$30 mil­lion ex­port in­cen­tive for tobacco farm­ers

Chronicle (Zimbabwe) - - Business - Harare Bureau

TOBACCO farm­ers who sold their crop dur­ing the just ended mar­ket­ing sea­son will re­ceive a cu­mu­la­tive $30 mil­lion as ex­port in­cen­tives by the end of this month, the Re­serve Bank of Zim­babwe has said.

This comes after a to­tal of 73 343 grow­ers de­liv­ered 202 mil­lion kilo­grammes of tobacco dur­ing the 2015/16 mar­ket­ing sea­son, earn­ing just short of $600 mil­lion from tobacco sales.

Tobacco is one of the big­gest ex­port earn­ers along with gold and plat­inum.

Re­serve Bank gover­nor Dr John Man­gudya said the cen­tral bank was re­ward­ing ex­porters, in­clud­ing tobacco grow­ers, with an in­cen­tive for their ef­forts in gen­er­at­ing the much needed for­eign ex­change.

As such, like other ex­porters, tobacco farm­ers who de­liv­ered their crop start­ing from March 30 this year, are en­ti­tled to a 5 per­cent ex­port bonus.

He said the in­cen­tive, to be funded through bond notes, a medium of ex­change and le­gal ten­der in Zim­babwe, would be paid into the bank ac­counts of all el­i­gi­ble farm­ers by end of this month.

The cen­tral bank chief said the bonds, which will come into cir­cu­la­tion at the end of Novem­ber, were a fi­nan­cial in­stru­ment to fund the ex­port in­cen­tive and can only be printed to a max­i­mum $200 mil­lion.

The African Ex­port and Im­port Bank pro­vided the fa­cil­ity to back the fi­nan­cial in­stru­ment meant to in­cen­tivise the growth of ex­port earn­ings.

Dr Man­gudya made the re­marks on Fri­day last week at the 2016 tobacco mar­ket­ing sea­son clos­ing cer­e­mony or­gan­ised by the Tobacco In­dus­try and Mar­ket­ing Board.

“As for tobacco farm­ers, the to­tal in­cen­tive is $29,8 mil­lion, you are the big­gest ben­e­fi­ciary. By end of Novem­ber (2016) that amount will go into the ac­counts of pro­duc­ers,” Dr Man­gudya said.

“We need to have this in­cen­tive so that you can con­tinue to pro­duce.”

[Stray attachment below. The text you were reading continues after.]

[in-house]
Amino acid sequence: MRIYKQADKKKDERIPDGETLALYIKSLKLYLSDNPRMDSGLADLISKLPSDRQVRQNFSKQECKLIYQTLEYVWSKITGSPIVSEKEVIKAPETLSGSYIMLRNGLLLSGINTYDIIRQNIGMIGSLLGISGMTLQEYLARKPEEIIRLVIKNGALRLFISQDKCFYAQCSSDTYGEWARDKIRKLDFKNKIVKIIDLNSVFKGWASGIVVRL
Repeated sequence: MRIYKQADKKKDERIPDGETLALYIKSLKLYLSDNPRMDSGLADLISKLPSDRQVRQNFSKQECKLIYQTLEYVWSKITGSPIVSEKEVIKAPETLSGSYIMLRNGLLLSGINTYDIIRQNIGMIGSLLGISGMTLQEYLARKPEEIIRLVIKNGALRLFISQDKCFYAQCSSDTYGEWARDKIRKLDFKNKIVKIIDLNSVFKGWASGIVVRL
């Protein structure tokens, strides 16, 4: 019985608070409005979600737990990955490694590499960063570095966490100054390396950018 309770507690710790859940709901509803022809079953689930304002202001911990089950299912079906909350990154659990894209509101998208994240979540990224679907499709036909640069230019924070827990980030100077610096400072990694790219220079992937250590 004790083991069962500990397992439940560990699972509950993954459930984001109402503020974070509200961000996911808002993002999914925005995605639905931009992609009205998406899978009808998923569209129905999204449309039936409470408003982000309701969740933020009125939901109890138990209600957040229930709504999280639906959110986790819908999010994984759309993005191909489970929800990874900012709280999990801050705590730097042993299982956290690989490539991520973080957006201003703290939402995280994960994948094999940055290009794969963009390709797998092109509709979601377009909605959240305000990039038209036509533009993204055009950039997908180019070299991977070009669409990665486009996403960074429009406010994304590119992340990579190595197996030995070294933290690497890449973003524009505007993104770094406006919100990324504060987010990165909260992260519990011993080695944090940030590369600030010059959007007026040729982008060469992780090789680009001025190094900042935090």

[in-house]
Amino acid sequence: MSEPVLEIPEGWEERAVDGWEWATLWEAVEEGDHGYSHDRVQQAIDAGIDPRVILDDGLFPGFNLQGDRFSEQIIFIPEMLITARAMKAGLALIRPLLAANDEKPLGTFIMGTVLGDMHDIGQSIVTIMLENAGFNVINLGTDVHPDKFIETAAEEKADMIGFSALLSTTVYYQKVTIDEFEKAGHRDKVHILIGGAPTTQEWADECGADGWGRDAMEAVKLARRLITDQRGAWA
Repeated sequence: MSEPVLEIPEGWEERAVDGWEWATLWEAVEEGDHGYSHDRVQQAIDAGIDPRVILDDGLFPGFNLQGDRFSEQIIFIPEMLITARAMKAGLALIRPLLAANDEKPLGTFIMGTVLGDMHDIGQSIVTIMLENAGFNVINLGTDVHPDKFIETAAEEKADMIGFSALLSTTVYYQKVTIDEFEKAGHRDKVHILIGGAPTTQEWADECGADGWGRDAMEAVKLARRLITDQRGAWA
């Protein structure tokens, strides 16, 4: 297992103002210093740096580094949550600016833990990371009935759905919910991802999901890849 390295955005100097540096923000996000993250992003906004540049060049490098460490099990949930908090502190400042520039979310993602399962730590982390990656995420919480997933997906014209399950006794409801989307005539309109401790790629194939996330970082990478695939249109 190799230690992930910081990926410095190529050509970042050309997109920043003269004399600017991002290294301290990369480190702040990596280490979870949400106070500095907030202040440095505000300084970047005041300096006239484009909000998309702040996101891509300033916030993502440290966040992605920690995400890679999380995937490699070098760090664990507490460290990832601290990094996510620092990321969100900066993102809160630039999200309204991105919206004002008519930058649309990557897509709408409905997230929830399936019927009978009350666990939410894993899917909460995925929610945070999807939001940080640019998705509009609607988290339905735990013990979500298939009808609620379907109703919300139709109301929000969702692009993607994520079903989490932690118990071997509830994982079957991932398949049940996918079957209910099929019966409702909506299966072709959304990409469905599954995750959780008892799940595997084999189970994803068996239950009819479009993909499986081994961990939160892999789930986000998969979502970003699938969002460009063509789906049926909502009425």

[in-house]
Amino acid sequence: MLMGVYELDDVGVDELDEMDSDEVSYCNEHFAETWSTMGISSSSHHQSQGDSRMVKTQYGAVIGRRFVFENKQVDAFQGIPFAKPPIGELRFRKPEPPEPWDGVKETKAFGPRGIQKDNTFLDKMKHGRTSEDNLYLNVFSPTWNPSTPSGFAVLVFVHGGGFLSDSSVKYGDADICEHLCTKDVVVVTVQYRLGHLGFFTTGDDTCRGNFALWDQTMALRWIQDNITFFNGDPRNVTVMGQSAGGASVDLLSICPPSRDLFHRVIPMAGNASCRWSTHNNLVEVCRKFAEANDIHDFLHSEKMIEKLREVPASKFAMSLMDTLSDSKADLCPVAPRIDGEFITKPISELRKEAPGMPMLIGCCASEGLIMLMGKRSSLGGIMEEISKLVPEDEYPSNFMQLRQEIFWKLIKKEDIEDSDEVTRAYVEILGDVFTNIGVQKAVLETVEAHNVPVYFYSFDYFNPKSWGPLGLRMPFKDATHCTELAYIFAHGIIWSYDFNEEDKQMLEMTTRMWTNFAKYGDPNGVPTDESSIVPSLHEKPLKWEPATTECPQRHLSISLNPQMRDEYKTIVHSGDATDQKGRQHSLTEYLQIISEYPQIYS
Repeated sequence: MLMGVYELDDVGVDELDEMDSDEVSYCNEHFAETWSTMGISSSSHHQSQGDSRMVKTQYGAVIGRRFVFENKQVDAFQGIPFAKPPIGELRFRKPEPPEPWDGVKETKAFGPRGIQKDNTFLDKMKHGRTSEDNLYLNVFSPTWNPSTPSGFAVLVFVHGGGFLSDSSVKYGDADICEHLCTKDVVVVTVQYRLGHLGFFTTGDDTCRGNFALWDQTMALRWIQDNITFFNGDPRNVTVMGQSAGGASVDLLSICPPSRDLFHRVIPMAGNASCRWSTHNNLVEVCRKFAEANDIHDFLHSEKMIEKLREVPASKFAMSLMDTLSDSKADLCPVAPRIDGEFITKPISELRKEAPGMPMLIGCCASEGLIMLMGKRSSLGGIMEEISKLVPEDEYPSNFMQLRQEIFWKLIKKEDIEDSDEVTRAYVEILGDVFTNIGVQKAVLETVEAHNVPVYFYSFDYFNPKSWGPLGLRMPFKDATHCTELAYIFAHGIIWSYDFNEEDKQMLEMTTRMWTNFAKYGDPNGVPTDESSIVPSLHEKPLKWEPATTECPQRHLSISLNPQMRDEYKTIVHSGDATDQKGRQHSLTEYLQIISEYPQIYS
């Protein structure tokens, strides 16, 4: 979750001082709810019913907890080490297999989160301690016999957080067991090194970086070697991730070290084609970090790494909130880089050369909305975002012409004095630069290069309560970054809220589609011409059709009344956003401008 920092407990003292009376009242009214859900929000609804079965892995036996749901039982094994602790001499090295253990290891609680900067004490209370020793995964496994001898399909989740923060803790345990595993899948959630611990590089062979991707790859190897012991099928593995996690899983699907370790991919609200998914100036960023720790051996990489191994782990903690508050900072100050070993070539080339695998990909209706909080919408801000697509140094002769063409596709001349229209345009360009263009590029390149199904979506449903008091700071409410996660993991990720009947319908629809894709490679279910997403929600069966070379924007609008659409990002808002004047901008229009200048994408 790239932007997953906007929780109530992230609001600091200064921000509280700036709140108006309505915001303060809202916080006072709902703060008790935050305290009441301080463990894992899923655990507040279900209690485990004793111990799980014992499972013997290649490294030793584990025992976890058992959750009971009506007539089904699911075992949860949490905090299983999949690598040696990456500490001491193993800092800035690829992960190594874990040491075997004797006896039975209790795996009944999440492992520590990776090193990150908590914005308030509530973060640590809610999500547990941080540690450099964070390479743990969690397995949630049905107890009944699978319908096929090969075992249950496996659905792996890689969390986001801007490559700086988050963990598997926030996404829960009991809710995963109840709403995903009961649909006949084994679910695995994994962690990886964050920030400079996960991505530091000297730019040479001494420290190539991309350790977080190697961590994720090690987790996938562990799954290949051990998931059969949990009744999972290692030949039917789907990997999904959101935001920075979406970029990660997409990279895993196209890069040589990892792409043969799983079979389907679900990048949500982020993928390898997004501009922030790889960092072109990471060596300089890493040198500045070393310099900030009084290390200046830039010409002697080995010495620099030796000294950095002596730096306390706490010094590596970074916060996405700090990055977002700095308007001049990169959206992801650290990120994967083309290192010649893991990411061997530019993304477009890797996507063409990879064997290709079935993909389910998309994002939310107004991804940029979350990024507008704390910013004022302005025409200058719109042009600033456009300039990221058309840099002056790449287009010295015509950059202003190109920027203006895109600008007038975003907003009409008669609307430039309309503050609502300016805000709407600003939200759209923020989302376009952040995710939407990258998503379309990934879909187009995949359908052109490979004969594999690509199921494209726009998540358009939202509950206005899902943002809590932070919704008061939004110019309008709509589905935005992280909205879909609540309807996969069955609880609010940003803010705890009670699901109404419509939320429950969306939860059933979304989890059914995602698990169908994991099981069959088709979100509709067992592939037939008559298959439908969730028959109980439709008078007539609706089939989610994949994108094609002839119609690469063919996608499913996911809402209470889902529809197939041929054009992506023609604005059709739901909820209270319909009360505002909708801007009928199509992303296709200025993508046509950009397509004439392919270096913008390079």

He said the in­cen­tive will cut down cost of pro­duc­tion for farm­ers. Dr Man­gudya said the so­lu­tion to Zim­babwe’s cash cri­sis lay in in­creas­ing pro­duc­tion and ex­ports to gen­er­ate hard cur­rency.

The cen­tral bank chief un­der­scored the need to ex­pand pro­duc­tion in ma­jor sources of for­eign ex­change into Zim­babwe, es­pe­cially tobacco and gold, which ac­count for over half of the earn­ings.

In this re­gard, Dr Man­gudya pointed out that the liq­uid­ity cri­sis in the econ­omy tends to get worse dur­ing the tobacco off sea­son, as such; he im­plored TIMB to open the mar­ket­ing sea­son ear­lier next year.

“When we bor­row cash to close the liq­uid­ity gap, we will be as­sum­ing that the tobacco sell­ing sea­son will start ear­lier,” he said.

Im­port­ing cash, he said, how­ever, comes at a high cost to the coun­try. Zim­babwe uses a bas­ket of for­eign cur­ren­cies, dom­i­nated by the US dol­lar, after scrap­ping its own cur­rency in 2009 due to in­fla­tion, which peaked at 231 mil­lion at the last of­fi­cial up­date in 2008.

Dr Man­gudya noted that there is grow­ing pres­sure on nos­tro ac­counts, ex­ter­nal bank ac­counts used to make for­eign pay­ments, due to the coun­try’s huge ap­petite for im­ports against fall­ing ex­port earn­ings.

Cap­i­tal flight, in­clud­ing smug­gling, and Zimbabweans’ fix­a­tion with hold­ing phys­i­cal cash in­stead of al­ter­na­tive pay­ment sys­tems such as elec­tronic trans­fer, mo­bile money and point of sale ma­chines, was part of the rea­son the pre­vail­ing ban­knote shortage was wors­en­ing.

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